The map below gives you an idea of the possible routes through the desert. If you click on it it will enlarge sufficiently to be readable, the back arrow on your browser will bring you back here. Study it for a while, I’ll ask questions shortly …
You do need a Desert Parks Pass to enter the South Australian section of the Simpson, when you buy that you will also receive some better maps but they don’t photograph well.
Our route was as straight forward as it gets, north from Oodnadatta to Hamilton, north-east to Dalhousie, east along the French Line, Poeppels Corner, north to join the QAA Line, east to Birdsville. Just a simple matter of cresting more than a thousand dunes.
The sand doesn’t actually start until Purni Bore. The road from Hamilton to Dalhousie Springs had been graded since the last rains. This was a pleasant surprise because we knew it had been cut up badly not long ago and we expected difficult going. There was just one spot where we needed 4WD, a wet creek crossing with muddy approach and departure.
After a while we entered Witjira National Park which once was the Dalhousie Station and before long we came to the ruins of the homestead …
The Dalhousie lease was granted to the Bagots in 1873, the home stead is situated adjacent to a reliable mound spring. Date palms were introduced very early in the piece and thrived on the springs to the detriment of everything that belonged there. The Parks service have removed all but a few male specimens.
We made a fairly short day of it and camped at Dalhousie Springs. This is another collection of mound springs, one of the resulting pools makes a splendid swimming hole, as large as an Olympic swimming pool, about two metres deep and warm. It even has steps to help you in and out. There are some nice walks that take you through the Melaleuca woodlands supported by the springs and there are plenty of birds.
This Singing Honeyeater is just a juvenile which is evident from the yellow gape. Its parents were still feeding it but it did pick up food for itself as well. The name, Singing, was obviously bestowed by someone with rose-tinted hearing aids.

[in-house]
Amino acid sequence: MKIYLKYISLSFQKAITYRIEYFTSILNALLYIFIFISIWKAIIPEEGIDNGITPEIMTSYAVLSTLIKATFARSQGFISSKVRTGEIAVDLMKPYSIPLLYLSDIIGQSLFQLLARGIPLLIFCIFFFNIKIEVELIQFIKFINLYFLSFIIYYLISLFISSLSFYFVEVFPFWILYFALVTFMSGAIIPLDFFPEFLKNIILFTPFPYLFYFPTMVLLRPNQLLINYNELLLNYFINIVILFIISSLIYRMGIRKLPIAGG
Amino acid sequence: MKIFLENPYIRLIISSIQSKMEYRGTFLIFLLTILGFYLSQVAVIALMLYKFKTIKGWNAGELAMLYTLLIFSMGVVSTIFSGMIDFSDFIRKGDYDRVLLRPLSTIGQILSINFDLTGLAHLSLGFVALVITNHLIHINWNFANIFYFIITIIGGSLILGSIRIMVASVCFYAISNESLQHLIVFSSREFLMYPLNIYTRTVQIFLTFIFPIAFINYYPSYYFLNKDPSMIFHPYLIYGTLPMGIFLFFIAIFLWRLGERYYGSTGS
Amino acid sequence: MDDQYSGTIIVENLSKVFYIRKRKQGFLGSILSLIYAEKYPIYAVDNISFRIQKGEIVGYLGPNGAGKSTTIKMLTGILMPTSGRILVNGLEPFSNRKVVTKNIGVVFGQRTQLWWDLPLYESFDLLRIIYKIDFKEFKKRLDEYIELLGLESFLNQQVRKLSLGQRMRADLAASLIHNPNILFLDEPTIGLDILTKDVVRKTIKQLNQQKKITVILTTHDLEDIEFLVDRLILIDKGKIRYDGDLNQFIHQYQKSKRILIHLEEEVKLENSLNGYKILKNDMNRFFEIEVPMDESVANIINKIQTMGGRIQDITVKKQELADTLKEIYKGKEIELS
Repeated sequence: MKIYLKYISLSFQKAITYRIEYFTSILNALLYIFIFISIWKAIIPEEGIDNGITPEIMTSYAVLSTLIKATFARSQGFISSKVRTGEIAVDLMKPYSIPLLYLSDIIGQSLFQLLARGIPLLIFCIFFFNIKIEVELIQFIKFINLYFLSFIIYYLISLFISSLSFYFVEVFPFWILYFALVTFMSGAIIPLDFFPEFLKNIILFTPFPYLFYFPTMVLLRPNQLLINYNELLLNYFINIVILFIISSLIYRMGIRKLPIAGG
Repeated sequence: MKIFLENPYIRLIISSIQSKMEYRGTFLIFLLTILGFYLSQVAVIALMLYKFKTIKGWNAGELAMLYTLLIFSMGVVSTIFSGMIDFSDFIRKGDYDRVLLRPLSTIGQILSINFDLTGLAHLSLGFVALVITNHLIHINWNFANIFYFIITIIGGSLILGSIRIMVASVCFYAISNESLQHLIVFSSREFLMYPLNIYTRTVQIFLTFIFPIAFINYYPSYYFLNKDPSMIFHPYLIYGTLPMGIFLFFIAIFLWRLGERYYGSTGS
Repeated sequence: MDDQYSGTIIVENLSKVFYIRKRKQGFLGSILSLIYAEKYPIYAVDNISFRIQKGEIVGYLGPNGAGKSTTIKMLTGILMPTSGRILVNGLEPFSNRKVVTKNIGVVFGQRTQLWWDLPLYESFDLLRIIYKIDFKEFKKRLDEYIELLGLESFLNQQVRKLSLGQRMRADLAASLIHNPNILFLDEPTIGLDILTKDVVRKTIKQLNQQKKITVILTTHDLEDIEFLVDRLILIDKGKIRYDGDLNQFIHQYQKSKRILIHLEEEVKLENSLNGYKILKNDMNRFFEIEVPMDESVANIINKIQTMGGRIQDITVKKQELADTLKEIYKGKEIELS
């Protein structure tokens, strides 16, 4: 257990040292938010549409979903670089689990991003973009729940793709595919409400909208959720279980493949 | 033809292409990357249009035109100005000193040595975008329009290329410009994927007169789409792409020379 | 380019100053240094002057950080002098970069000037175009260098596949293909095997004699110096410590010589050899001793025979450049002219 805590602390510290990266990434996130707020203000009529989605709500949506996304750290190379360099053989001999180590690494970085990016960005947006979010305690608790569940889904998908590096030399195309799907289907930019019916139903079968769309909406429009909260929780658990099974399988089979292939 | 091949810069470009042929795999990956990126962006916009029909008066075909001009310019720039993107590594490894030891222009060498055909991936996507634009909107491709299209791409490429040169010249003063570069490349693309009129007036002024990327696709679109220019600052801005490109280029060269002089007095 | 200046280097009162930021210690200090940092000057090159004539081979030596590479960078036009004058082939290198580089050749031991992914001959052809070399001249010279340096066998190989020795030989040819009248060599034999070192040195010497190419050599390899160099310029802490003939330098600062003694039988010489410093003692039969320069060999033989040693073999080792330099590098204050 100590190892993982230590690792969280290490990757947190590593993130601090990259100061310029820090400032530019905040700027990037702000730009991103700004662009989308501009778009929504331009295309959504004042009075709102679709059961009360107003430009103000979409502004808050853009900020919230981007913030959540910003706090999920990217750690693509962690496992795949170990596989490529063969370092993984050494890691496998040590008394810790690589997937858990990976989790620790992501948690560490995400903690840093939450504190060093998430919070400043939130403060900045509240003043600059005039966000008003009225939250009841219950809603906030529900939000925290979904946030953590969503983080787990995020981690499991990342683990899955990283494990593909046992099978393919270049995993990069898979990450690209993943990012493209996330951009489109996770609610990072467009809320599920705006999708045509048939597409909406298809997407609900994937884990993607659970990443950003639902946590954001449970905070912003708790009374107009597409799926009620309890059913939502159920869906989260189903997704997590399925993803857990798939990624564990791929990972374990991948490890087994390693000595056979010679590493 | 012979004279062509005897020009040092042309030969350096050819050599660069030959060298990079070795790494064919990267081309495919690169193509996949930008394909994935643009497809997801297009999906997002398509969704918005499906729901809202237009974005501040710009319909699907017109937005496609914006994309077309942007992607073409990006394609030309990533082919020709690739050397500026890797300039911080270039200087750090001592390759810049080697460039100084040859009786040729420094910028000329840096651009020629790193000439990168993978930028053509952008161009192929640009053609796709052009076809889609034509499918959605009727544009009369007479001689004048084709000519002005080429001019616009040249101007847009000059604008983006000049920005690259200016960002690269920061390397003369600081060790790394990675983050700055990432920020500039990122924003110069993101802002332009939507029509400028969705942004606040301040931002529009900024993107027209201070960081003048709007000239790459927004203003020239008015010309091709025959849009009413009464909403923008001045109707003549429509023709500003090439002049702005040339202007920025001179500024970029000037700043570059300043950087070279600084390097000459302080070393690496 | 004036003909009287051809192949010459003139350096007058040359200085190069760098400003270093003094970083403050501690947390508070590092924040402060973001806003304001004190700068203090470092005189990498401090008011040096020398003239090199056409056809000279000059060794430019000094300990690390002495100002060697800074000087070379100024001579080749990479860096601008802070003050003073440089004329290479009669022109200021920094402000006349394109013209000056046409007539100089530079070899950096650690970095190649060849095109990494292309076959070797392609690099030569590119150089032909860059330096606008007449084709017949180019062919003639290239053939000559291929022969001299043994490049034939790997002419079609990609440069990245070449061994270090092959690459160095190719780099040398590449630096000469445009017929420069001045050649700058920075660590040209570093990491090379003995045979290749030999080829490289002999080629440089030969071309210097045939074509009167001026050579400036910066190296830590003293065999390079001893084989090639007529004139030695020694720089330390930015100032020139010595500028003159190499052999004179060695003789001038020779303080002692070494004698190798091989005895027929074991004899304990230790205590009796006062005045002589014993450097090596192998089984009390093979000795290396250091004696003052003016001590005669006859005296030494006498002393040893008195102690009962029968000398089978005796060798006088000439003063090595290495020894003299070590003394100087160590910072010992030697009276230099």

The arid zone seems an odd place for a cormorant, but this Little Pied Cormorant was perched above the swimming hole on the look out for a Dalhousie Goby or any of the other fish endemic to the region.
A dingo visited us shortly after sunset. We had heard them on previous occasions but this was the first one to show itself.
The campsite itself though is bleak and the population density is considerably higher than where you live (even if you come from Tokyo). The toilets are suitable for anyone with a working in confined spaces ticket and breathing apparatus. I would suggest tying a rope around your middle so that a safety observer can pull you out should you not emerge within a few minutes.
There are only three sites where you can camp in Witjira. The next site on our route being Purni Bore. Older accounts wax lyrical about the birding at Purni but the bore has been capped and it no longer seems all that exciting. It may have been better to go slightly out of our way and camp at Three O’Clock Creek, just stopping for a walk and a swim at Dalhousie on our way through.
Next time …
This is where we fitted our vehicles with their dune flags. The last thing you need on the crest of a dune is a surprise encounter with a vehicle headed in the opposite direction. The flags are visible before the front bumper.
Time as well to switch the radio to UHF channel 10. Chatter between other vehicles is often the only indication that you are not alone although occasionally someone has the wit to let the world know where they are and which way they are going.